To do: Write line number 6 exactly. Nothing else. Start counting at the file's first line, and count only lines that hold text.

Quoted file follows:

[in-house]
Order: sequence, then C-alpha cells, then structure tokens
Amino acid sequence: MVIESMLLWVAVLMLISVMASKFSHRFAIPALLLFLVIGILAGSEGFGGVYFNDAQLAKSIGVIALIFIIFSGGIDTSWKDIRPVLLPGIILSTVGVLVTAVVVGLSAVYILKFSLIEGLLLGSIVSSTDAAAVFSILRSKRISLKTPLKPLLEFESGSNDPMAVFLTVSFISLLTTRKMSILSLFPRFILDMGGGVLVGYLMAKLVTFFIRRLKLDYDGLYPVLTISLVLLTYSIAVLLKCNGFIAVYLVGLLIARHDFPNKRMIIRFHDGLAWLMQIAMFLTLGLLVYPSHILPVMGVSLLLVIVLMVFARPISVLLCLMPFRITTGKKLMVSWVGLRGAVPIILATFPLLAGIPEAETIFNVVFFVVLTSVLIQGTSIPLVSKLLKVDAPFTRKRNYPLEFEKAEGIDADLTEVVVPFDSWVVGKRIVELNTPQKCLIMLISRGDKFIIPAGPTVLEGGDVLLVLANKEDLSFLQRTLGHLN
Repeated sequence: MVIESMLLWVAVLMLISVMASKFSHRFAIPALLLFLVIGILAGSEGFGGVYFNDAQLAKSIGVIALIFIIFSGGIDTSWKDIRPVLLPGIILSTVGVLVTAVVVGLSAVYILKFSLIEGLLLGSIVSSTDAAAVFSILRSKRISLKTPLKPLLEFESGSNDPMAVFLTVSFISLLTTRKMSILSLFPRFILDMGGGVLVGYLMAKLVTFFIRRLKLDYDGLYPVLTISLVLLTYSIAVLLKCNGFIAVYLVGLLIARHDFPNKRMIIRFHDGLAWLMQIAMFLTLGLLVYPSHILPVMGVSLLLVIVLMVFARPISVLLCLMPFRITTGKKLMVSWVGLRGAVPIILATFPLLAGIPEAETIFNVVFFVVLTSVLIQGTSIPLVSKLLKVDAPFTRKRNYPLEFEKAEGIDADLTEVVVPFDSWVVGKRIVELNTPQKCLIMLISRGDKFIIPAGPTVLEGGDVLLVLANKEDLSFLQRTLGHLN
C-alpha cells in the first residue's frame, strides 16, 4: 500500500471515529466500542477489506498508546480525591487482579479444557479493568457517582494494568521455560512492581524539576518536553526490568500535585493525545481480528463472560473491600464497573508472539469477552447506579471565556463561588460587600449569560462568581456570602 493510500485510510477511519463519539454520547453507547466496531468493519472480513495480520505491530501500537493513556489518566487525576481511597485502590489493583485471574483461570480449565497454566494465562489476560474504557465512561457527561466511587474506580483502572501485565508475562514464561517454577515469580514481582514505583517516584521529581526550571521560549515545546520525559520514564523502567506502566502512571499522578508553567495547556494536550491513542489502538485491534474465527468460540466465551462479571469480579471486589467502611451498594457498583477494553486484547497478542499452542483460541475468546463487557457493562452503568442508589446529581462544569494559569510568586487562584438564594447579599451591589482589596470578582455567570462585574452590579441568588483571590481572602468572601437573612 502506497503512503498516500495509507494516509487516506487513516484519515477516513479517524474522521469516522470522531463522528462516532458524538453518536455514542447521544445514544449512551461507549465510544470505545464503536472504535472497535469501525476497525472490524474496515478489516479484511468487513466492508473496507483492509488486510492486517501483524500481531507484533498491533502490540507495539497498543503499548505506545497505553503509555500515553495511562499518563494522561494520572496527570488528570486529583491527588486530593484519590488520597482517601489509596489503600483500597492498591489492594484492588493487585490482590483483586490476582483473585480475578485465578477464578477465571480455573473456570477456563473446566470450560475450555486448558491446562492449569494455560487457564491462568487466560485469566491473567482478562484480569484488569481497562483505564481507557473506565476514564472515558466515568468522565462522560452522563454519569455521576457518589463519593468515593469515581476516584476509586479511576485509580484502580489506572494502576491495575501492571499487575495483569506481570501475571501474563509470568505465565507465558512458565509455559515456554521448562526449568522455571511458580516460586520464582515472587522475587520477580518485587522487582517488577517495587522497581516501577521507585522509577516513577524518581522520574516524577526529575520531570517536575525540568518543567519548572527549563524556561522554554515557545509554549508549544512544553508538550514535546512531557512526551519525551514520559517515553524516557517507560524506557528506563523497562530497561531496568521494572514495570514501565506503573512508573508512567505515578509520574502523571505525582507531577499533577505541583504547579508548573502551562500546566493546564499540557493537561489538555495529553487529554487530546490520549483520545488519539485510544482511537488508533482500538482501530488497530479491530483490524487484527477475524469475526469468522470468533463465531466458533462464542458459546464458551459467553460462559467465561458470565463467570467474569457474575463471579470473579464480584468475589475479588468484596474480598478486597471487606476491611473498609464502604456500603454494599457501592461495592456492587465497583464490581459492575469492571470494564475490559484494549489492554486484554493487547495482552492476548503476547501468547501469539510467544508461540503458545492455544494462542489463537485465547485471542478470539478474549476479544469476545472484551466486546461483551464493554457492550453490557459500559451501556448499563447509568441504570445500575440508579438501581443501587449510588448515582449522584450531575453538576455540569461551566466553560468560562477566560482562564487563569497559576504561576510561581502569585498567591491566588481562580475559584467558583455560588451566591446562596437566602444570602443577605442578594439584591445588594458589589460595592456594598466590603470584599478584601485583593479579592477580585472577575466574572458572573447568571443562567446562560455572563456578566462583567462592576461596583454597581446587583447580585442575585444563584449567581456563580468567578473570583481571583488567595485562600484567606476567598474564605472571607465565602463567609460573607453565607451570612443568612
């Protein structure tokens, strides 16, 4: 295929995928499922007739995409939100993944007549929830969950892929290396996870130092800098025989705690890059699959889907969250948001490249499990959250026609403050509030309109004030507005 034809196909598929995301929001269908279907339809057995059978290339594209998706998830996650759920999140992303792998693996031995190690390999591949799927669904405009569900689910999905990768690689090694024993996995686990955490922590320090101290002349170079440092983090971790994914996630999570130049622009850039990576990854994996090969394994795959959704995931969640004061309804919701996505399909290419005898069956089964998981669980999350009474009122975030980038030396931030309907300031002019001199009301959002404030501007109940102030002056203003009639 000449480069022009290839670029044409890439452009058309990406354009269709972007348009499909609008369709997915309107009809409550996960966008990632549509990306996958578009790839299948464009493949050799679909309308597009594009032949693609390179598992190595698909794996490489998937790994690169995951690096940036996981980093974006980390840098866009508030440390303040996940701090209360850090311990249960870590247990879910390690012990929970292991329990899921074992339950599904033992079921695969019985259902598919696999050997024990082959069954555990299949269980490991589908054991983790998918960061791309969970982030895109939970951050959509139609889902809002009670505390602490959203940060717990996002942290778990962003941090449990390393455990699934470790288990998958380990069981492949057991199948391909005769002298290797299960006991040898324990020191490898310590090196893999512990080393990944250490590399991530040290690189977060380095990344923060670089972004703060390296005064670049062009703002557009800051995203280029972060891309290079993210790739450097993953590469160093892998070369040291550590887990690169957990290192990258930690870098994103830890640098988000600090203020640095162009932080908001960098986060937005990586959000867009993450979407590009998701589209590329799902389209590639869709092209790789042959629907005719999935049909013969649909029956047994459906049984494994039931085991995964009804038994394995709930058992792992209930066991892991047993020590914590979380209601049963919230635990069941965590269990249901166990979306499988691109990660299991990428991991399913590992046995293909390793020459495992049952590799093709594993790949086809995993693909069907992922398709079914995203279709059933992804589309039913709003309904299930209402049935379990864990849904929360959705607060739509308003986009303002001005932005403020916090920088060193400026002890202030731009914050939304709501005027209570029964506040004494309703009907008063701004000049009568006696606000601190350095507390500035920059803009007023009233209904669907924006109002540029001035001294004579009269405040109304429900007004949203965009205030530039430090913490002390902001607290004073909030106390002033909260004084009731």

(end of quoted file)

């Protein structure tokens, strides 16, 4: 295929995928499922007739995409939100993944007549929830969950892929290396996870130092800098025989705690890059699959889907969250948001490249499990959250026609403050509030309109004030507005 034809196909598929995301929001269908279907339809057995059978290339594209998706998830996650759920999140992303792998693996031995190690390999591949799927669904405009569900689910999905990768690689090694024993996995686990955490922590320090101290002349170079440092983090971790994914996630999570130049622009850039990576990854994996090969394994795959959704995931969640004061309804919701996505399909290419005898069956089964998981669980999350009474009122975030980038030396931030309907300031002019001199009301959002404030501007109940102030002056203003009639 000449480069022009290839670029044409890439452009058309990406354009269709972007348009499909609008369709997915309107009809409550996960966008990632549509990306996958578009790839299948464009493949050799679909309308597009594009032949693609390179598992190595698909794996490489998937790994690169995951690096940036996981980093974006980390840098866009508030440390303040996940701090209360850090311990249960870590247990879910390690012990929970292991329990899921074992339950599904033992079921695969019985259902598919696999050997024990082959069954555990299949269980490991589908054991983790998918960061791309969970982030895109939970951050959509139609889902809002009670505390602490959203940060717990996002942290778990962003941090449990390393455990699934470790288990998958380990069981492949057991199948391909005769002298290797299960006991040898324990020191490898310590090196893999512990080393990944250490590399991530040290690189977060380095990344923060670089972004703060390296005064670049062009703002557009800051995203280029972060891309290079993210790739450097993953590469160093892998070369040291550590887990690169957990290192990258930690870098994103830890640098988000600090203020640095162009932080908001960098986060937005990586959000867009993450979407590009998701589209590329799902389209590639869709092209790789042959629907005719999935049909013969649909029956047994459906049984494994039931085991995964009804038994394995709930058992792992209930066991892991047993020590914590979380209601049963919230635990069941965590269990249901166990979306499988691109990660299991990428991991399913590992046995293909390793020459495992049952590799093709594993790949086809995993693909069907992922398709079914995203279709059933992804589309039913709003309904299930209402049935379990864990849904929360959705607060739509308003986009303002001005932005403020916090920088060193400026002890202030731009914050939304709501005027209570029964506040004494309703009907008063701004000049009568006696606000601190350095507390500035920059803009007023009233209904669907924006109002540029001035001294004579009269405040109304429900007004949203965009205030530039430090913490002390902001607290004073909030106390002033909260004084009731």